FreshGrade raises $11.6 million Series A for personalized education platform

Technology innovation in the education space is flourishing, as school systems try to offer not just new curriculum, but a better paradigm than the 20th century classroom model. Kelowna, B.C.-based FreshGrade has already gotten plenty of traction – it’s used by more than one million teachers, parents and students worldwide, and with a new round of $11.6 million in funding, it may be on the verge of schooling the competition. To date, FreshGrade has raised $15.9 million.

FreshGrade lets teachers and students “capture learning artifacts from the classroom” by uploading pictures, videos, audio recordings, and notes to an online portfolio. Teachers also have the ability to map learning objectives to assessments and activities, making it easier to see where some students may be falling behind, so they can resolve their learning issues faster.

The Series A round is roughly ten times the previous level of investment in the startup and is even more startling, given the somewhat more challenging investment ecosystem in the last few months. Still, there’s no question the firm had legs right from the start, co-founded by Lane Merrifield (co-founder of Club Penguin, sold to Disney for $350 million) and Steve Wandler (whose YourTechOnline.com startup was acquired by SupportSoft, Inc., which went on to dominate the online tech support space).

FreshGrade was founded in 2011, but the company spent a lot of time in a pre-build phase and didn’t even have a working app until more recently, notes FreshGrade director of marketing Kemp Edmonds, looking back with some wonder on the pace of change. “The current iteration that combines a digital portfolio, parent engagement, with a nice assessment component for educators, has been around for 18 months.”

Just as the education startup has rapidly evolved, the sector itself is also changing, even faster. “EdTech 1.0 was built for administrators and IT teams, often with too many features, requiring a lot of operational people. It was a beast to manage,” Edmonds explains. “The spreadsheet systems that were a big part of it were not really for helping teachers, but it was more about facilitating administrators, doing reporting better and not necessarily engaging with students in a better way.”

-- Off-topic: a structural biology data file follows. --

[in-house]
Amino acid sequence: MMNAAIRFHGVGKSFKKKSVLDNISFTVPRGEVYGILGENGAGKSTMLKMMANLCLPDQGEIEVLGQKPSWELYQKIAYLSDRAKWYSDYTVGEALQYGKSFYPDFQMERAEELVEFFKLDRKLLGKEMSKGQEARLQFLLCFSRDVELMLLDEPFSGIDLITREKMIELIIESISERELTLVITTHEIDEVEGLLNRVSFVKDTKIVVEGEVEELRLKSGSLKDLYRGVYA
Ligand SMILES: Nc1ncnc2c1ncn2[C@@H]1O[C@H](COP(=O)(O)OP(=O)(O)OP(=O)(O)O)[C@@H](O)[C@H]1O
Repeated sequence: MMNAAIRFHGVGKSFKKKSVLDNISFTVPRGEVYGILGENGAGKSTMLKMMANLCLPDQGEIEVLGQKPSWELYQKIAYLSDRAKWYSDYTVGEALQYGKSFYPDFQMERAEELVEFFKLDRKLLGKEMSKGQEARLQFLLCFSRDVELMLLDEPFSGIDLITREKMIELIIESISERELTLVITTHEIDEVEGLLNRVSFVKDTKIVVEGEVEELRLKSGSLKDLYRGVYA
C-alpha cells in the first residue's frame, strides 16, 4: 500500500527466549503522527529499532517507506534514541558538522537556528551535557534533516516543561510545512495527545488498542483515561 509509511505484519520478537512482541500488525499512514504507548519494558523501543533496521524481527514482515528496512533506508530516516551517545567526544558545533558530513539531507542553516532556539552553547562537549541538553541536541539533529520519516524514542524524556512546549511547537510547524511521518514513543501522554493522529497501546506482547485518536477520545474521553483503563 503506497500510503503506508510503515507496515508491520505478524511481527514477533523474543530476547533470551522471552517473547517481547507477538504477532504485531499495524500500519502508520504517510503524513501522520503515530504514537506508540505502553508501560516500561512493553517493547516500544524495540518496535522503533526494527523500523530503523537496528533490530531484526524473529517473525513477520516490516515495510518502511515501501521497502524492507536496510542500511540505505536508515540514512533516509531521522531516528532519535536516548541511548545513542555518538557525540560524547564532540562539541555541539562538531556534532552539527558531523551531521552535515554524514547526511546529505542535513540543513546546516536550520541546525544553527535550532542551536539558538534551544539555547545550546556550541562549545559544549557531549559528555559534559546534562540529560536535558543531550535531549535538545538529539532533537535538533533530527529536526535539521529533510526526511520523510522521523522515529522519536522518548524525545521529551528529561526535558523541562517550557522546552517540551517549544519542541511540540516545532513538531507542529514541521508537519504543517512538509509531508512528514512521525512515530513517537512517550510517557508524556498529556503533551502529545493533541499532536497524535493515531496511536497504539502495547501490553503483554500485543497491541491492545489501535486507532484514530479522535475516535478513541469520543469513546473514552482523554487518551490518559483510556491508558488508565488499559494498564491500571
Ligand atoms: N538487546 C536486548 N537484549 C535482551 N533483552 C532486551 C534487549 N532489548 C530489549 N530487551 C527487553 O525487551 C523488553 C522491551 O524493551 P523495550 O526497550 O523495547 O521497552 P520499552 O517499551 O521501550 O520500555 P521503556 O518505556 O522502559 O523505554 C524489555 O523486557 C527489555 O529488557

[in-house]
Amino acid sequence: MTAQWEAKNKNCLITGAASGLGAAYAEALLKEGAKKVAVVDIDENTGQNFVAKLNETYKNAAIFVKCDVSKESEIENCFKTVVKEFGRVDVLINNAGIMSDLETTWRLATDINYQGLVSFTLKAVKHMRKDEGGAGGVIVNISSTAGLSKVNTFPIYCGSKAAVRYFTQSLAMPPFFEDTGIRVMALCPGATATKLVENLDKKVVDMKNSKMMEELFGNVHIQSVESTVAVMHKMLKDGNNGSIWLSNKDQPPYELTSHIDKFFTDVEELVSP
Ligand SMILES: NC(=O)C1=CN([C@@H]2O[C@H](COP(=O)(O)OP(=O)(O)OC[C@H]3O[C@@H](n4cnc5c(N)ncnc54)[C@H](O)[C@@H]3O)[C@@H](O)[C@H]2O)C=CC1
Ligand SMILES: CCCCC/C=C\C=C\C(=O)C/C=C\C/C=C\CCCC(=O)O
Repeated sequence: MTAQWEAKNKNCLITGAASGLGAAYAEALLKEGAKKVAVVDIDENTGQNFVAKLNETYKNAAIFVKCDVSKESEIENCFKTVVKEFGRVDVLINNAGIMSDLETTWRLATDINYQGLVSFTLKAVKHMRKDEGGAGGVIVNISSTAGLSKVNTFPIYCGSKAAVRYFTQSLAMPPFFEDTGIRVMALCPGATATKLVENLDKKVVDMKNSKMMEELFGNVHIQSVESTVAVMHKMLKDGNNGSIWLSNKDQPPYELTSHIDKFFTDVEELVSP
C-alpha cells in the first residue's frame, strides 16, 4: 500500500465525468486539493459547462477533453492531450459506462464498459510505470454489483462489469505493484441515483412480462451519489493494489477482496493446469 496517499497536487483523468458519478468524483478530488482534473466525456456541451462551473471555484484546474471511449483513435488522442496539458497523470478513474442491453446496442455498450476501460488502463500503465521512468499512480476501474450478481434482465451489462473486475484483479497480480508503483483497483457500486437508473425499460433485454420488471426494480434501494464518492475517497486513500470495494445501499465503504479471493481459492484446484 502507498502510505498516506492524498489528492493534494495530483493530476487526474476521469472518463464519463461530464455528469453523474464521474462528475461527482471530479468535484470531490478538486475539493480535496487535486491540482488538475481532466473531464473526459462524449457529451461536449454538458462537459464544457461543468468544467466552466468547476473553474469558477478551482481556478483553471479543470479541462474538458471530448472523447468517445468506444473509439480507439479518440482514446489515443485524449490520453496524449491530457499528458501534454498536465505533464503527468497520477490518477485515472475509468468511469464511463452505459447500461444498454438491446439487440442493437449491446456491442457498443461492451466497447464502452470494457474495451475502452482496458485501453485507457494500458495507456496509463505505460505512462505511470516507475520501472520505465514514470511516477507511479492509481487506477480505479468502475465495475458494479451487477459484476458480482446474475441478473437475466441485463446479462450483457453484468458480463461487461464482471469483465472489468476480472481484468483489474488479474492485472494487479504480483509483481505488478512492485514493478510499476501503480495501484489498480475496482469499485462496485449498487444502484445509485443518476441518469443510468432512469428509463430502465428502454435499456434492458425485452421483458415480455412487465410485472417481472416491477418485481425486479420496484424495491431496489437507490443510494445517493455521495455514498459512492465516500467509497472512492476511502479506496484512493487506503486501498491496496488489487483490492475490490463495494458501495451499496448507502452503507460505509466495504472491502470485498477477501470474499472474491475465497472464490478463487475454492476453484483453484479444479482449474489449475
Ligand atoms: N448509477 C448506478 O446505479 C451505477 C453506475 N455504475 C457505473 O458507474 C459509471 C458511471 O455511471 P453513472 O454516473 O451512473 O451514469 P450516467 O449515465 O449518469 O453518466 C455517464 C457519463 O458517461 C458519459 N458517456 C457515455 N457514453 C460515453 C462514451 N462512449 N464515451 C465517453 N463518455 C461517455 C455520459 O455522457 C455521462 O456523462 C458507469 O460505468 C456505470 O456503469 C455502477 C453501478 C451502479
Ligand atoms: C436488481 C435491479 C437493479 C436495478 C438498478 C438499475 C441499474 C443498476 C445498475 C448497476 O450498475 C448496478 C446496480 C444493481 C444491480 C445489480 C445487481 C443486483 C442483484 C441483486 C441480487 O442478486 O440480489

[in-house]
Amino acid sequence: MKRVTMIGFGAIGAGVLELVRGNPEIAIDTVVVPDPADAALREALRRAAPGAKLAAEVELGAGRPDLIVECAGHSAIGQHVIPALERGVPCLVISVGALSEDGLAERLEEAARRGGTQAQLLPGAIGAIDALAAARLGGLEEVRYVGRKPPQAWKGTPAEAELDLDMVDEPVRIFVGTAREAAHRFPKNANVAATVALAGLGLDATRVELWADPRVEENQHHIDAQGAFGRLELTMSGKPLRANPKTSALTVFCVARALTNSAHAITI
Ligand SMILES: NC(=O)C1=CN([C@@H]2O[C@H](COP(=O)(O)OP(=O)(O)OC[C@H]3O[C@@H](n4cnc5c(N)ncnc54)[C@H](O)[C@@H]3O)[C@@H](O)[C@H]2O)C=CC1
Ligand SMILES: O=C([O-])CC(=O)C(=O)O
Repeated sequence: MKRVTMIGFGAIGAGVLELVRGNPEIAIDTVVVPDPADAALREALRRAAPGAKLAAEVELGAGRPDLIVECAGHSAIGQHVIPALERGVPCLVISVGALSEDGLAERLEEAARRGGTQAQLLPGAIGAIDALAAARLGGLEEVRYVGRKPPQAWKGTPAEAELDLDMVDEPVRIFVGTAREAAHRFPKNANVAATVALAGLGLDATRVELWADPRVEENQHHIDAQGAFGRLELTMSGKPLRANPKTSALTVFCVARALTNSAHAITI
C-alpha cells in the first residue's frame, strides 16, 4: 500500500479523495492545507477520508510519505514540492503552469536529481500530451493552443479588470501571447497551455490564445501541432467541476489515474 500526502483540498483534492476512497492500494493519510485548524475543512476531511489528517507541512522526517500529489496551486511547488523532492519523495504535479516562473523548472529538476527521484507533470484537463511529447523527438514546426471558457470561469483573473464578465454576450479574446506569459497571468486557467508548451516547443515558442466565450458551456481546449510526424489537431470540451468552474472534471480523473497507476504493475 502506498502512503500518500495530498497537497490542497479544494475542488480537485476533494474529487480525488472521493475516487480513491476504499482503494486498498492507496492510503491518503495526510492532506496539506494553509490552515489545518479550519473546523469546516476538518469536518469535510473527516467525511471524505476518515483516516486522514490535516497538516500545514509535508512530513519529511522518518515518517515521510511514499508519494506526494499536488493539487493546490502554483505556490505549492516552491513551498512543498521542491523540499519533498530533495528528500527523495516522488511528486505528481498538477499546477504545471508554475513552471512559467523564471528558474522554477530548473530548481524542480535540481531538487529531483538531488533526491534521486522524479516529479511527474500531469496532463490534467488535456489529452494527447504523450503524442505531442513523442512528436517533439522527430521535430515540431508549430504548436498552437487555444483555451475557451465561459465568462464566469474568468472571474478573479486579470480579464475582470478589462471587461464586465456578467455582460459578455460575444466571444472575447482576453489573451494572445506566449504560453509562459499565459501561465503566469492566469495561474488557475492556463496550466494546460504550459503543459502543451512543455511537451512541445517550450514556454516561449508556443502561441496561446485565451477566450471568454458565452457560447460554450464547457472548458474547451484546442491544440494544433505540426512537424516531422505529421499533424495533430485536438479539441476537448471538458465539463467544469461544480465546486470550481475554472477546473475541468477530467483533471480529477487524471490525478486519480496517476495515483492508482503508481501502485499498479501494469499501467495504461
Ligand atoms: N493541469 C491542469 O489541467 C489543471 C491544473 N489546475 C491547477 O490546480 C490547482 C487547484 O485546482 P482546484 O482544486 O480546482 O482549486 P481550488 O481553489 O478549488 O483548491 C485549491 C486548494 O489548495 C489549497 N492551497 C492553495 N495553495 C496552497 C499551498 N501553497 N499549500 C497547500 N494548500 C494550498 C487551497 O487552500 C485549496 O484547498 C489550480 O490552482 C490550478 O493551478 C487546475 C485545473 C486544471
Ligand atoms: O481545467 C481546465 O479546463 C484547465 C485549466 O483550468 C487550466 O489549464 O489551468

Fast-forward to today – and the emphasis is much more well-rounded. “EdTech 2.0 is more about the people,” Edmonds says. “For instance, parent engagement in the old world was centred around a report card, parent-teacher interview, and maybe participation in a field trip. You’d log into a gateway to see what your child was doing, but you don’t really see what they’re learning.”

That’s where FreshGrade aims to shake things up, with personalized learning that truly connects all stakeholders – ideally, without making teachers take up any extra time. “That’s actually something we’ve heard directly from one teacher – they thought this was going to take a long time, but it’s actually more efficient to use this system instead of sending notes home with students.”

That change is also changing your typical after-school conversation. For any parent who has struggled to get a word out of their taciturn children around the dinner table, now they’ve already seen the kid’s classroom presentation or seen their book report – and something real to spark a discussion. “There are success stories here that are so heartening, like the father who said to us, ‘You gave me my daughter back’. He works two shifts a day and doesn’t really get to see her – and this is how they can keep in touch.”

That improved involvement by parents is bound to improve learning outcomes, Kemp explains. “There’s a whole movement going on and we’re just a part of it. I’ve seen it happen in so many sectors, where technology really creates positive change.”

Jonathon Narvey

Jonathon Narvey

Jonathon Narvey is a content marketing strategist and BetaKit Senior Editor. Living and working in the heart of downtown Vancouver, he's watched this city's tech hub grow and start to compete on a world-class level. He has learned most of what he knows about tech startups and entrepreneurial spirit by interviewing some of the most innovative thought leaders here and abroad. He's always up for learning something new about the startups, leaders and technologies that are changing our world.